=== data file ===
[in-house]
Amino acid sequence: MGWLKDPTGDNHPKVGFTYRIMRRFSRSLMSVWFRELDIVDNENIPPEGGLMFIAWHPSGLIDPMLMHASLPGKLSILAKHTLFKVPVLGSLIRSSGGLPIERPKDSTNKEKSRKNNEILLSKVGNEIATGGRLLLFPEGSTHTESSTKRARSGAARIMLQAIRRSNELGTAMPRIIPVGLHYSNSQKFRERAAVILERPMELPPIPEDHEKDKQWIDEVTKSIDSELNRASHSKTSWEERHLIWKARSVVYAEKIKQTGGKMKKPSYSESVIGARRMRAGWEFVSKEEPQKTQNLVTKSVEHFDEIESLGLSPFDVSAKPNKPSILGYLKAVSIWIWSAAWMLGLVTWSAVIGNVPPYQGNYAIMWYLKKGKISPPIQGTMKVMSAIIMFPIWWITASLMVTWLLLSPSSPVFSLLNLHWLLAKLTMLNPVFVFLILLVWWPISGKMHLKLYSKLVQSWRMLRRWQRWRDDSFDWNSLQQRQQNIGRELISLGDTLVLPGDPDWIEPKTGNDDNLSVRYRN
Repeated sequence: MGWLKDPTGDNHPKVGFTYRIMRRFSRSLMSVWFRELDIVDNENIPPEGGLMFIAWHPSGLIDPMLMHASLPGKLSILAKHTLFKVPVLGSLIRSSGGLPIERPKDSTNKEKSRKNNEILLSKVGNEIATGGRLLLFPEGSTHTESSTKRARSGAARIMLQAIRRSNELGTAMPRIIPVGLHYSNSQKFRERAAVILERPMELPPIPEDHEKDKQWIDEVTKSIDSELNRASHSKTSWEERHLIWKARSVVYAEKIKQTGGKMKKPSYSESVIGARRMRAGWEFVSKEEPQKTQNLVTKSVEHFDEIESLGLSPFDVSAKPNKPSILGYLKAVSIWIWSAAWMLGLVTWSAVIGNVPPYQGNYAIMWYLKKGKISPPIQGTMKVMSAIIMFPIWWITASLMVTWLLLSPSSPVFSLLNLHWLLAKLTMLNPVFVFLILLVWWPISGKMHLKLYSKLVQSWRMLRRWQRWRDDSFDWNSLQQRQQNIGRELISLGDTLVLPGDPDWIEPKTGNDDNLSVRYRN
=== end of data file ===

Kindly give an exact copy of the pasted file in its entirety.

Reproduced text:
[in-house]
Amino acid sequence: MGWLKDPTGDNHPKVGFTYRIMRRFSRSLMSVWFRELDIVDNENIPPEGGLMFIAWHPSGLIDPMLMHASLPGKLSILAKHTLFKVPVLGSLIRSSGGLPIERPKDSTNKEKSRKNNEILLSKVGNEIATGGRLLLFPEGSTHTESSTKRARSGAARIMLQAIRRSNELGTAMPRIIPVGLHYSNSQKFRERAAVILERPMELPPIPEDHEKDKQWIDEVTKSIDSELNRASHSKTSWEERHLIWKARSVVYAEKIKQTGGKMKKPSYSESVIGARRMRAGWEFVSKEEPQKTQNLVTKSVEHFDEIESLGLSPFDVSAKPNKPSILGYLKAVSIWIWSAAWMLGLVTWSAVIGNVPPYQGNYAIMWYLKKGKISPPIQGTMKVMSAIIMFPIWWITASLMVTWLLLSPSSPVFSLLNLHWLLAKLTMLNPVFVFLILLVWWPISGKMHLKLYSKLVQSWRMLRRWQRWRDDSFDWNSLQQRQQNIGRELISLGDTLVLPGDPDWIEPKTGNDDNLSVRYRN
Repeated sequence: MGWLKDPTGDNHPKVGFTYRIMRRFSRSLMSVWFRELDIVDNENIPPEGGLMFIAWHPSGLIDPMLMHASLPGKLSILAKHTLFKVPVLGSLIRSSGGLPIERPKDSTNKEKSRKNNEILLSKVGNEIATGGRLLLFPEGSTHTESSTKRARSGAARIMLQAIRRSNELGTAMPRIIPVGLHYSNSQKFRERAAVILERPMELPPIPEDHEKDKQWIDEVTKSIDSELNRASHSKTSWEERHLIWKARSVVYAEKIKQTGGKMKKPSYSESVIGARRMRAGWEFVSKEEPQKTQNLVTKSVEHFDEIESLGLSPFDVSAKPNKPSILGYLKAVSIWIWSAAWMLGLVTWSAVIGNVPPYQGNYAIMWYLKKGKISPPIQGTMKVMSAIIMFPIWWITASLMVTWLLLSPSSPVFSLLNLHWLLAKLTMLNPVFVFLILLVWWPISGKMHLKLYSKLVQSWRMLRRWQRWRDDSFDWNSLQQRQQNIGRELISLGDTLVLPGDPDWIEPKTGNDDNLSVRYRN